Many adult children recognize there may come a time when they need to move closer to an aging parent or loved one who needs extra time, care, and hands-on attention. As you’re completing moving to be closer to your relative, there are a number of different things to take into consideration.
Deciding When to Move
Some older individuals enjoy relatively good health in their golden years, in which case it can be hard to judge if they are declining in mental or physical health. According to Aging Care, others may have an event that precipitates a need for ongoing, advanced care, such as a fall, medical emergency, or injury. Regardless of the circumstances, if there is an older loved one in your life who you're keeping an eye on, ask for permission to stay in touch with their primary care provider. This can help you assess how they're doing overall, as well as allow you more information for making a decision about upping their level of care or moving closer to manage their health and welfare on your own.
Finding a New Home
If you decide to relocate to be closer to a loved one, you’ll want to take a look at your financial picture and potentially discuss your mortgage options with a qualified lender. The first thing a lender will do is look at your credit score and calculate your debt-to-income ratio to determine how much you can pay each month. You can actually calculate this figure on your own by adding up your existing monthly debt obligations and dividing by your total gross monthly income.
Once you have a figure in mind that you're comfortable with, you can connect with a professional real estate agent from Diamond State Realty to start narrowing the focus of properties that would work best for you.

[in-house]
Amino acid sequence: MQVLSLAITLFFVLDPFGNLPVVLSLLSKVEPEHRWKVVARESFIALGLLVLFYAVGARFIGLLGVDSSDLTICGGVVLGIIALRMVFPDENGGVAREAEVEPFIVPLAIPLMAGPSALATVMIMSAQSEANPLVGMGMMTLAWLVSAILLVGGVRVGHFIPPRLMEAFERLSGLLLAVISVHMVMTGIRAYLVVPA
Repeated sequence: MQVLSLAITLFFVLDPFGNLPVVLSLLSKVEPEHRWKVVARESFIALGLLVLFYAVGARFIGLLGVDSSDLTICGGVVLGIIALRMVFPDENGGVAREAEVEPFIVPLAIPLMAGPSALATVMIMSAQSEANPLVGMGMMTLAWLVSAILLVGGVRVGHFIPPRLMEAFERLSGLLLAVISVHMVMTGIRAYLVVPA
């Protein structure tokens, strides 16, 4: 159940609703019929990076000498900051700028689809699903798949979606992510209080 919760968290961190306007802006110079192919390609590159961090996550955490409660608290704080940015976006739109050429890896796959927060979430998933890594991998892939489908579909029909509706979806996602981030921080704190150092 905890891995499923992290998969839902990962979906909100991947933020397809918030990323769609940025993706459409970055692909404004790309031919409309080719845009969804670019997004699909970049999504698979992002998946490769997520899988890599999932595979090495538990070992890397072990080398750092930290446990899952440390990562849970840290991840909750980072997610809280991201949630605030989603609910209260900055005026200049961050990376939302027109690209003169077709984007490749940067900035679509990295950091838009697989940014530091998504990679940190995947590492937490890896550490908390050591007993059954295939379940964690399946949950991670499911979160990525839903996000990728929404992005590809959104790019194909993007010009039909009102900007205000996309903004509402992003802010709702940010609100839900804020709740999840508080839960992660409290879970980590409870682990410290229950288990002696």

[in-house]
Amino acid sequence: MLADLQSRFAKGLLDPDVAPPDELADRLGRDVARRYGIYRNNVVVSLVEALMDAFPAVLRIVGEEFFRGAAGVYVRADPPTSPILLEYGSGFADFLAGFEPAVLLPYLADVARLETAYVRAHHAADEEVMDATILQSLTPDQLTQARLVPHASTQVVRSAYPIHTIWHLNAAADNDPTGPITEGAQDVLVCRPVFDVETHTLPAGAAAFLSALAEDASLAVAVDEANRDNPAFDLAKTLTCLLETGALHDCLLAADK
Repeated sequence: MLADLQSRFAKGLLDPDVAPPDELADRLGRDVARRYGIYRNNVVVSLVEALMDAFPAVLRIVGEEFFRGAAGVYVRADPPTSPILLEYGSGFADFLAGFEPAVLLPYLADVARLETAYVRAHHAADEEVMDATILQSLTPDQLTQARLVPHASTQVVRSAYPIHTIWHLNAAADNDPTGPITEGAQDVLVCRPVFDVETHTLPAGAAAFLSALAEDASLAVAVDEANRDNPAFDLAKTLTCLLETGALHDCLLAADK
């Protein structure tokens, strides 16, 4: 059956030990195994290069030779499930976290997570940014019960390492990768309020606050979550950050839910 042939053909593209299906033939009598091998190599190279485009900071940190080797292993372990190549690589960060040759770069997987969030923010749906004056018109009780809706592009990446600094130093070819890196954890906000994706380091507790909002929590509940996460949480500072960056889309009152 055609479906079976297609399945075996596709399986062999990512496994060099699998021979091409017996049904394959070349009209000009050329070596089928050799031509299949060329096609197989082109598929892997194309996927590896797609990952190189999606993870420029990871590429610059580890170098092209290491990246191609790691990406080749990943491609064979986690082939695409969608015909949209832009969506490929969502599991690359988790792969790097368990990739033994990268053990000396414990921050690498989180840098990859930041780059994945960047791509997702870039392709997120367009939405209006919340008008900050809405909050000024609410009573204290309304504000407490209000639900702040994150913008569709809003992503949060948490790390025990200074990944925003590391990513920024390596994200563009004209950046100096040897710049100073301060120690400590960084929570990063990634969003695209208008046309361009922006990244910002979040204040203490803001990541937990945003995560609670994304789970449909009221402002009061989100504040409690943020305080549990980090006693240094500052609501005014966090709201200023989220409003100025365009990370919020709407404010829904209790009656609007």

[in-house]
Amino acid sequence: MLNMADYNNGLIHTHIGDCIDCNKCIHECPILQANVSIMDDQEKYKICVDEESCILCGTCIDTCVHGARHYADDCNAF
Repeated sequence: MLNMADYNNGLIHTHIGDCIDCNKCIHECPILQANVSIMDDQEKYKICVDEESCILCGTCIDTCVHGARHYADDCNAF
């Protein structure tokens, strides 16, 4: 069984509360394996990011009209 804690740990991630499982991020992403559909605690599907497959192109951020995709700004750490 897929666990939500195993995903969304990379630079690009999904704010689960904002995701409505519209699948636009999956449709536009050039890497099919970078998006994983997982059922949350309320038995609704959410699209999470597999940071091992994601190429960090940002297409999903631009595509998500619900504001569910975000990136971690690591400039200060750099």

Making a move can be a stressful event, even more so if you're moving to take care of an aging loved one. Be kind to yourself and make the process as simple as possible. Hire professional movers so you don't run the risk of injuring yourself in the process. You can connect with local movers in your area, but first, read online reviews to learn about others’ experiences. Before meeting with the company to get a quote, discuss your needs and make sure they're willing to come to your home and do an on-site assessment. Making a guess about moving costs without examining your home can lead to unanticipated fees.
Moving Your Business
If you’re a business owner, you need to start the process of moving your business. This includes finding a new place to lease or buy, transferring your business license, and updating your business address with the IRS and other government agencies. You also need to notify your customers and vendors of your new address and contact information. Moving your business can be a big undertaking, but with careful planning and execution, it can be a smooth and successful transition.
Once you get settled into your new home, you'll be better able to assess what your elderly loved one might need in terms of their own living environment moving forward. With your help or the assistance of in-home aides, they may be able to continue independent living. Alternatively, you could discuss moving them in with you, or look at senior communities, skilled nursing facilities, or assisted living environments. This can be an emotional time, and any discussions you have with your loved one should come from a place of empathy and compassion. According to Senior Path, it can be especially difficult leaving a home they’ve lived in for a long time and losing their sense of independence.
Making a move to care for somebody who needs you can be both rewarding and stressful, so take good care of yourself in the process. If you're worried about costs, which is normal, you’ll want to look for ways to save money throughout the process. When you’re vetting moving companies, ask about whether they offer special deals or credits, and don't go overboard when it comes to purchasing your own new living space. You'll be better off in something smaller that’s comfortable, yet affordable.